• verb administer or bestow, as in small portions
  • verb give or apply (medications)
  • verb perform (a church sacrament) ritually
  • verb work in an administrative capacity; supervise or be in charge of
  • verb direct the taking of

Etymologies

from The American Heritage® Dictionary of the English Language, 4th Edition

[Middle English administren, from Old French administrer, from Latin administrāre : ad, ad- + ministrāre, to manage (from minister, ministr-, servant; see minister).]

from Wiktionary, Creative Commons Attribution/Share-Alike License

From Middle English admynistren, from Old French aminister, from Latin administrare ("to manage, execute"), from ad ("to") + ministrare ("to attend, serve"), from minister ("servant"); see minister.

Examples

  • Some of his relations died and left a lot of money, so folks tell, and George is what they call administer of the estate.

    Fair Harbor

  • Augustana's 2006 NSSE scores for student-faculty interaction were below the average benchmark for first-year students attending similar institutions, but Abernathy hopes that the needle will move next year, when the campus will again administer the survey.

    Illinois college's faculty rethink how they teach

  • Polly's health, and that I look to her to help me get settled without overstrain to my wife -- in short, administer a dose of duty, and she may see her way to coming.

    Ainslee's, Vol. 15, No. 5, June 1905

  • And I think, as parents, one of the things that we have to administer is tough love.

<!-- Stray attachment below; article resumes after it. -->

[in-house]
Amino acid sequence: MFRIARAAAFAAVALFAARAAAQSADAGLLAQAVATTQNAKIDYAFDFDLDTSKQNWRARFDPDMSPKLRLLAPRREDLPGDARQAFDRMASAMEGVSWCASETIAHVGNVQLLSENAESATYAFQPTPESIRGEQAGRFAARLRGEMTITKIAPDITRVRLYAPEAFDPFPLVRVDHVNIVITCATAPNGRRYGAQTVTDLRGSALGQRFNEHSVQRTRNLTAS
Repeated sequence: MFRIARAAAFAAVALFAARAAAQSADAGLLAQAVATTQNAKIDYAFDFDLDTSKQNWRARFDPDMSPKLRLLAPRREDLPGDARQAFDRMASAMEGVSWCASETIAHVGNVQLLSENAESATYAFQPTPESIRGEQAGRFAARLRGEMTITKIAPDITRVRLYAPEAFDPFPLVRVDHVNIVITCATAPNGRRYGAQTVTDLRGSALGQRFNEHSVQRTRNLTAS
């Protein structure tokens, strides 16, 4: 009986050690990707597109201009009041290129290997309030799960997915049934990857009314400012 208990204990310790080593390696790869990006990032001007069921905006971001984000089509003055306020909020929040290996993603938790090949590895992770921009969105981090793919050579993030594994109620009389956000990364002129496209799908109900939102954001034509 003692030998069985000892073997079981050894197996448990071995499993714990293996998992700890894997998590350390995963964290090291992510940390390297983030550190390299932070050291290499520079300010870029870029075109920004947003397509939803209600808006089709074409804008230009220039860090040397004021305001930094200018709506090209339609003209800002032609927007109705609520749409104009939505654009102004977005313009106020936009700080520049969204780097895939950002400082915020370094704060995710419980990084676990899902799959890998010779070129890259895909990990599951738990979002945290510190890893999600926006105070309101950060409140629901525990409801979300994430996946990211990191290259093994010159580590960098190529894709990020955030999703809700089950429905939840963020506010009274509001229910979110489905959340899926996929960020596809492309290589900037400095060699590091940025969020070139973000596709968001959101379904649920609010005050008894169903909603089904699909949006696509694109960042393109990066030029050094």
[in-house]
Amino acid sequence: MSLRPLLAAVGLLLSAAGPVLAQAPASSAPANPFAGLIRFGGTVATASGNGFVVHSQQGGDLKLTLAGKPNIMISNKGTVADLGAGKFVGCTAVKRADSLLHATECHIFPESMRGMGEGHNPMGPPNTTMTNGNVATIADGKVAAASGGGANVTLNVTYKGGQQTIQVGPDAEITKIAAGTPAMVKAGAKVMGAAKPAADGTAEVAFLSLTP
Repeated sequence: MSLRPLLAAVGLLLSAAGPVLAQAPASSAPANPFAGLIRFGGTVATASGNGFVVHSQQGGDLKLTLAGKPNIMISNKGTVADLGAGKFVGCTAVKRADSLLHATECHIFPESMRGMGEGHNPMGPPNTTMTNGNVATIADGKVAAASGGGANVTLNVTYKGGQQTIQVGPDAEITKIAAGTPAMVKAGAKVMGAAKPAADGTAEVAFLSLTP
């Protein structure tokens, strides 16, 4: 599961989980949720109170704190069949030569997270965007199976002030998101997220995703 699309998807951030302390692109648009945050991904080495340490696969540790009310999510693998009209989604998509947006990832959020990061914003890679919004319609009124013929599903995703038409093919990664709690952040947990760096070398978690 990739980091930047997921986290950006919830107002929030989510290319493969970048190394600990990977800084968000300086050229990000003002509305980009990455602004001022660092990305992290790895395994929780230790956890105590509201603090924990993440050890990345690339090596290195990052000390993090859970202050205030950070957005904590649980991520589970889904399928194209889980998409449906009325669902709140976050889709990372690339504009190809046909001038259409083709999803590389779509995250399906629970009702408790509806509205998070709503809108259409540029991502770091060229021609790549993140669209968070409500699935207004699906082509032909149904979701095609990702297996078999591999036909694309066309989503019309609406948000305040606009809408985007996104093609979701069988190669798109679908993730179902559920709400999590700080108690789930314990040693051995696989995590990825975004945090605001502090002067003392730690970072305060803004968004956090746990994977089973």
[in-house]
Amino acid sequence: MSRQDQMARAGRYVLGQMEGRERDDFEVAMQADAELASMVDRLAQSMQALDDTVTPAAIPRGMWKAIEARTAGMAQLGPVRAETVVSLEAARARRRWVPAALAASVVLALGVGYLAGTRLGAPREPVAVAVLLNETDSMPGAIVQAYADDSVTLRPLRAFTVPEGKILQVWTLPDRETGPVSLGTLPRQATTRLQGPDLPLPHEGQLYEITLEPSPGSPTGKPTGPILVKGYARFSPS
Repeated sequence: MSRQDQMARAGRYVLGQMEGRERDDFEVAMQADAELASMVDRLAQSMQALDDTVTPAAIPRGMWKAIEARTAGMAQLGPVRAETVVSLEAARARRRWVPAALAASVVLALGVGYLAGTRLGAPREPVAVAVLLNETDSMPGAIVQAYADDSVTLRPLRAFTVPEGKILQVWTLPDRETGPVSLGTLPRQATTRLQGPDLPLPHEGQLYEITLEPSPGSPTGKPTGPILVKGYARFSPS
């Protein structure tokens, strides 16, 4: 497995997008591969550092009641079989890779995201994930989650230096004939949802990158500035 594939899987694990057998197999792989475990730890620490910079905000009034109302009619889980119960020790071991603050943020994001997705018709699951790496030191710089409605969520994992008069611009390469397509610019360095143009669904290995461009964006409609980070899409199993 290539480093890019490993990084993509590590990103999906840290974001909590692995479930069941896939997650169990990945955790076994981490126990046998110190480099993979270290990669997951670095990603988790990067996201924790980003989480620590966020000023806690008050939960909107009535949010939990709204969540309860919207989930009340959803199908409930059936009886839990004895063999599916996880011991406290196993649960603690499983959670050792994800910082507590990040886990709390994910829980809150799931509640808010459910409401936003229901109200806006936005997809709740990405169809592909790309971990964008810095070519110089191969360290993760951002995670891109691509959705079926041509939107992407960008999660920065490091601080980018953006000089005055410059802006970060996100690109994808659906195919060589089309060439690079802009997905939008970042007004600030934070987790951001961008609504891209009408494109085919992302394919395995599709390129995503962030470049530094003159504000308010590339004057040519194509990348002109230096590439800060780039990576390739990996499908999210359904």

CNN Transcript Sep 22, 2007

  • Furthermore, we need a tax system which is not difficult to comply with or administer, which is regarded as fair, and which limits opportunities to divert income and reduce tax liabilities.

    National Business Review (NBR) New Zealand

  • If half-baked political theories and weaving a movement from nothing inspire people to seek to administer, that is fine ... but we are not looking for a guru.

    Gen X at 40

  • Turned down the ultimatum from "The Anglican Communion" that a committee of bishops from abroad must come to the U.S. and "administer" on behalf of the anti-gay conservatives.

    Gail Godwin's 'Solo Notes' Journal: Narrative Magazine's Friday Feature

  • Doctors' ethics prohibit them from taking part in an execution, so the prison must ask one of its employees to mix up the drugs, and then "administer" them.

    John Duty: human guinea pig in Oklahoma's cruel experiment

  • Turned down the ultimatum from "The Anglican Communion" that a committee of bishops from abroad must come to the U.S. and "administer" on behalf of the anti-gay conservatives.

    Gail Godwin's 'Solo Notes' Journal: Narrative Magazine's Friday Feature

  • I have not taught enough to be any kind of administer in education and for the record, have absolutely no interest in ever becoming administer, but I have taught more than the current Secretary of Education.

    Acorns and oak trees and Arne Duncan